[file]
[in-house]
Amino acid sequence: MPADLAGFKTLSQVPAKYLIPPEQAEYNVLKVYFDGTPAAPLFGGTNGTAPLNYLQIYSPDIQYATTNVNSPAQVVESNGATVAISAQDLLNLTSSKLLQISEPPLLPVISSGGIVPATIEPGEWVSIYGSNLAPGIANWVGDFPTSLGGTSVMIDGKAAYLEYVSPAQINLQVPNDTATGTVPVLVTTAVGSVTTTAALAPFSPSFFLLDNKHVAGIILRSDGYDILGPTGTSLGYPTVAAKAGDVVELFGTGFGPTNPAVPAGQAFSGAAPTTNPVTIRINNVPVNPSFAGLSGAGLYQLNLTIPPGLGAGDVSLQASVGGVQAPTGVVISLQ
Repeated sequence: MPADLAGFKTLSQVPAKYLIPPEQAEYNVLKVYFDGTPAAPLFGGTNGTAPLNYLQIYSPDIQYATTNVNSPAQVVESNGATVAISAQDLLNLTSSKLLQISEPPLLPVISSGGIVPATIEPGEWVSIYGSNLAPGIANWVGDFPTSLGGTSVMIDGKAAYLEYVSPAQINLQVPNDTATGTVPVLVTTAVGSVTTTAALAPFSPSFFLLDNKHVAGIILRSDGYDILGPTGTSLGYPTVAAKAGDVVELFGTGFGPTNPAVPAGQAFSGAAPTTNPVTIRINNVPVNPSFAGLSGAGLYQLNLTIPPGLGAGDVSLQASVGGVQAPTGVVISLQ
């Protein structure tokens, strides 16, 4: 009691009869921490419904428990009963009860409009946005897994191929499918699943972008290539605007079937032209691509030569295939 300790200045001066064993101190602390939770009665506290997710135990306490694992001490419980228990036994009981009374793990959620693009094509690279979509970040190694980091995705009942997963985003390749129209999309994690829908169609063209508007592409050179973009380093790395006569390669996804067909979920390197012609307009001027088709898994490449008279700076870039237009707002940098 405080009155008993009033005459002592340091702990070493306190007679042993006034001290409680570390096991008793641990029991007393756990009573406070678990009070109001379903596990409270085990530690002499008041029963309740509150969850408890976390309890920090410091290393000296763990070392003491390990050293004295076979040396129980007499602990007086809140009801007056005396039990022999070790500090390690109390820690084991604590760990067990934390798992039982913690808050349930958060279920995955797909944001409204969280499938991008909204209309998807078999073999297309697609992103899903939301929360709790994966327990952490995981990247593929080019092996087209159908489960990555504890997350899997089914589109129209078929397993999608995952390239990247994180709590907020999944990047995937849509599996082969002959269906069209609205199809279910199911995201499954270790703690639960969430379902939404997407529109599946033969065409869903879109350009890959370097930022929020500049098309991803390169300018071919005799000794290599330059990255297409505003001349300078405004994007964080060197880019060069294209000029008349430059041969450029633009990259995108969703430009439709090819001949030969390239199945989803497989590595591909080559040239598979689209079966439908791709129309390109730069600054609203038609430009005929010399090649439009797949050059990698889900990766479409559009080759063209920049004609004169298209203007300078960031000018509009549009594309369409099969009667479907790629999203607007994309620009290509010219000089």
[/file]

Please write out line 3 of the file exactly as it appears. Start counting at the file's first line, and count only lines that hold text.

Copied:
Repeated sequence: MPADLAGFKTLSQVPAKYLIPPEQAEYNVLKVYFDGTPAAPLFGGTNGTAPLNYLQIYSPDIQYATTNVNSPAQVVESNGATVAISAQDLLNLTSSKLLQISEPPLLPVISSGGIVPATIEPGEWVSIYGSNLAPGIANWVGDFPTSLGGTSVMIDGKAAYLEYVSPAQINLQVPNDTATGTVPVLVTTAVGSVTTTAALAPFSPSFFLLDNKHVAGIILRSDGYDILGPTGTSLGYPTVAAKAGDVVELFGTGFGPTNPAVPAGQAFSGAAPTTNPVTIRINNVPVNPSFAGLSGAGLYQLNLTIPPGLGAGDVSLQASVGGVQAPTGVVISLQ